Since 2005, Lebanon’s political coalitions have largely been divided between the pro-Saudi and Western 14 March bloc and the pro-Iranian and Syrian 8 March bloc. Saudi Arabia has played a significant role in past elections by supporting Hariri and recently held an iftar with a number of leading Lebanese political figures, including some of Hariri’s former Sunni opponents.

“We're in a situation where things are so catastrophic and where the connections among the ruling big six parties, even those who oppose each other, are clearly established in that they feed into and benefit each other,” Mhanna said.

In October 2019, widespread protests erupted across Lebanon against increased taxes, a collapsing economy, and political corruption. Now, many hope to expel the ruling elites through the ballot box. [Getty]

The opposition divide

During the October 2019 revolution, the mantra 'killon yaane killon' or 'all of them means all of them' emerged as a rejection of the entire political class, leading to the emergence of a number of new political actors and movements.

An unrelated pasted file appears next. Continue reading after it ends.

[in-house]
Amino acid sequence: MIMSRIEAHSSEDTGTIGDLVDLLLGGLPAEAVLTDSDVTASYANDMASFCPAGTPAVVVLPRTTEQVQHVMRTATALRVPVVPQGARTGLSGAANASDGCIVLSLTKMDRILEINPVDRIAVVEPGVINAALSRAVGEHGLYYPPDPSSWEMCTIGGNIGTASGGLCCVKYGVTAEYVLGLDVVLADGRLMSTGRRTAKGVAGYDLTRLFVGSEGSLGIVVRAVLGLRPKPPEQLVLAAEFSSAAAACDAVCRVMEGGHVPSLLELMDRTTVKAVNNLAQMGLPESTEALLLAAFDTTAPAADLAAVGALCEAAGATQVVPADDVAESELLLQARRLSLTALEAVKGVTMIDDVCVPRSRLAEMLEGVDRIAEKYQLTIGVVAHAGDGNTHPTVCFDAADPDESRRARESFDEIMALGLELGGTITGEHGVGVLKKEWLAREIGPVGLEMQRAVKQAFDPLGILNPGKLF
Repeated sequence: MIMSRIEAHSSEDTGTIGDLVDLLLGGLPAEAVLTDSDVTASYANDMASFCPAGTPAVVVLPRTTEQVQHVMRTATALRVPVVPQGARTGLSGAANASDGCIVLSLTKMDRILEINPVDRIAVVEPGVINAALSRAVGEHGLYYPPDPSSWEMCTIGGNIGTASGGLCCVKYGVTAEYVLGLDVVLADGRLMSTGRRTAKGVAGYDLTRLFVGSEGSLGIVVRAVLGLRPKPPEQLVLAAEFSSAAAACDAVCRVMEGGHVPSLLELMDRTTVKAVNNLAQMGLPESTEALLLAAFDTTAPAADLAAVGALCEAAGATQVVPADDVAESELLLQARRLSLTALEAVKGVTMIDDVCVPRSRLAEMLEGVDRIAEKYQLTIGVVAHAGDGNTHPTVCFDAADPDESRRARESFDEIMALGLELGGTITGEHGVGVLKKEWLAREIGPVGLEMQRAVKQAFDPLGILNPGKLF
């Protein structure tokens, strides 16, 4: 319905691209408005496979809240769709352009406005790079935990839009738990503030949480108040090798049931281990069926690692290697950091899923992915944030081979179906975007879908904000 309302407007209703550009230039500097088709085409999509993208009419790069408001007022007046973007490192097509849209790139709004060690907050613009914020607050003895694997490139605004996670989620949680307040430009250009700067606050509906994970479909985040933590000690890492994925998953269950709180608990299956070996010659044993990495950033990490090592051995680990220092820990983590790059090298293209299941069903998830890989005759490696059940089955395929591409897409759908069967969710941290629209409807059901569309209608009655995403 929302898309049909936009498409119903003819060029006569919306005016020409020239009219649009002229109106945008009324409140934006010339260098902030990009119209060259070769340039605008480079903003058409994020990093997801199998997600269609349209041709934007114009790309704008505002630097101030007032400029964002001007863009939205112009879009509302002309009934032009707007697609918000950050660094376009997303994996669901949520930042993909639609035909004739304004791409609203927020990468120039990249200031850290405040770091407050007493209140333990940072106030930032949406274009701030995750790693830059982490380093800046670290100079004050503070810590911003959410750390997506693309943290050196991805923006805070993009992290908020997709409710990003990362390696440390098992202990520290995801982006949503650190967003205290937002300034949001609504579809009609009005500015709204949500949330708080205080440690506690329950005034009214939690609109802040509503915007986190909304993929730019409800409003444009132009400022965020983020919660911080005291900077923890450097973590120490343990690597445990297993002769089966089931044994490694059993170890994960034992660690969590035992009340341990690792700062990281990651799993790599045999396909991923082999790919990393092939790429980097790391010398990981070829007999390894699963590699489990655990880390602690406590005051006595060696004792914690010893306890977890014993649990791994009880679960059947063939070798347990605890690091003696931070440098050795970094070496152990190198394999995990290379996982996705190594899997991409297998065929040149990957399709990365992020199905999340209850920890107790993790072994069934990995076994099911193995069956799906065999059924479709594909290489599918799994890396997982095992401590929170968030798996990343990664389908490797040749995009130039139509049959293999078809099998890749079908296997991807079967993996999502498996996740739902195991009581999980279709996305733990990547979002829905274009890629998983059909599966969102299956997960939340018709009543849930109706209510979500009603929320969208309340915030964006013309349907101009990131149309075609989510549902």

In 2022, most voting districts have two or three lists running against the traditional political parties. Around 50 percent of voters polled in December 2021 believed parliamentary elections could bring change and 45 percent said they would vote for new parties.

While there are a healthy number of alternative candidates and lists, many have lamented the opposition’s failure to unite in the face of such dire economic and civil circumstances.

“Egos and political differences could have been managed in a different way due to the emergency and due to the exceptional circumstances that the country is going through,” Mhanna said.

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This has manifested in a political quadrant that includes left and right but also the more traditional Lebanese political divide between 8 March and 14 March. However, the latter issue is less about outside allegiances and more on what stance each group takes on Hezbollah’s arms.